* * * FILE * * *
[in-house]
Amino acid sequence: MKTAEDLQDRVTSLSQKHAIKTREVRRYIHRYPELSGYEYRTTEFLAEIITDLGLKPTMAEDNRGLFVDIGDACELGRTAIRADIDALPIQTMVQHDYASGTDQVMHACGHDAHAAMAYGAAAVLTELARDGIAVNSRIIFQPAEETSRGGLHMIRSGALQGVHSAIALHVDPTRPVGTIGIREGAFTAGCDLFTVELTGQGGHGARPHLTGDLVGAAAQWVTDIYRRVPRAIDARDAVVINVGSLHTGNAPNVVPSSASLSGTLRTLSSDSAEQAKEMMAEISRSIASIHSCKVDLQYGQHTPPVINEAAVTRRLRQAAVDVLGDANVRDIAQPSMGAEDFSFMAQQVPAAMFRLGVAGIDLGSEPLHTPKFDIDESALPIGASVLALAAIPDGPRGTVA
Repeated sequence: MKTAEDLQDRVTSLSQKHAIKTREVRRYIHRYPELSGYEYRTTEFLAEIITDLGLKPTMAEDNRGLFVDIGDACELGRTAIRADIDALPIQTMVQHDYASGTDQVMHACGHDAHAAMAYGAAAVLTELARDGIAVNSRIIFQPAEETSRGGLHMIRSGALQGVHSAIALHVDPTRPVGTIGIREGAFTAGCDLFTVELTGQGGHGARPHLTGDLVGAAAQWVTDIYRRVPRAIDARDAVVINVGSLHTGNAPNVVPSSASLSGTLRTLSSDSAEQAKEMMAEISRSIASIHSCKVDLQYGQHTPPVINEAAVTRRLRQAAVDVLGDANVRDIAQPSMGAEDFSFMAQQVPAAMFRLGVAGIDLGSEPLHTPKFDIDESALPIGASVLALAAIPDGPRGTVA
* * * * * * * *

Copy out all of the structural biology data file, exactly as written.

[in-house]
Amino acid sequence: MKTAEDLQDRVTSLSQKHAIKTREVRRYIHRYPELSGYEYRTTEFLAEIITDLGLKPTMAEDNRGLFVDIGDACELGRTAIRADIDALPIQTMVQHDYASGTDQVMHACGHDAHAAMAYGAAAVLTELARDGIAVNSRIIFQPAEETSRGGLHMIRSGALQGVHSAIALHVDPTRPVGTIGIREGAFTAGCDLFTVELTGQGGHGARPHLTGDLVGAAAQWVTDIYRRVPRAIDARDAVVINVGSLHTGNAPNVVPSSASLSGTLRTLSSDSAEQAKEMMAEISRSIASIHSCKVDLQYGQHTPPVINEAAVTRRLRQAAVDVLGDANVRDIAQPSMGAEDFSFMAQQVPAAMFRLGVAGIDLGSEPLHTPKFDIDESALPIGASVLALAAIPDGPRGTVA
Repeated sequence: MKTAEDLQDRVTSLSQKHAIKTREVRRYIHRYPELSGYEYRTTEFLAEIITDLGLKPTMAEDNRGLFVDIGDACELGRTAIRADIDALPIQTMVQHDYASGTDQVMHACGHDAHAAMAYGAAAVLTELARDGIAVNSRIIFQPAEETSRGGLHMIRSGALQGVHSAIALHVDPTRPVGTIGIREGAFTAGCDLFTVELTGQGGHGARPHLTGDLVGAAAQWVTDIYRRVPRAIDARDAVVINVGSLHTGNAPNVVPSSASLSGTLRTLSSDSAEQAKEMMAEISRSIASIHSCKVDLQYGQHTPPVINEAAVTRRLRQAAVDVLGDANVRDIAQPSMGAEDFSFMAQQVPAAMFRLGVAGIDLGSEPLHTPKFDIDESALPIGASVLALAAIPDGPRGTVA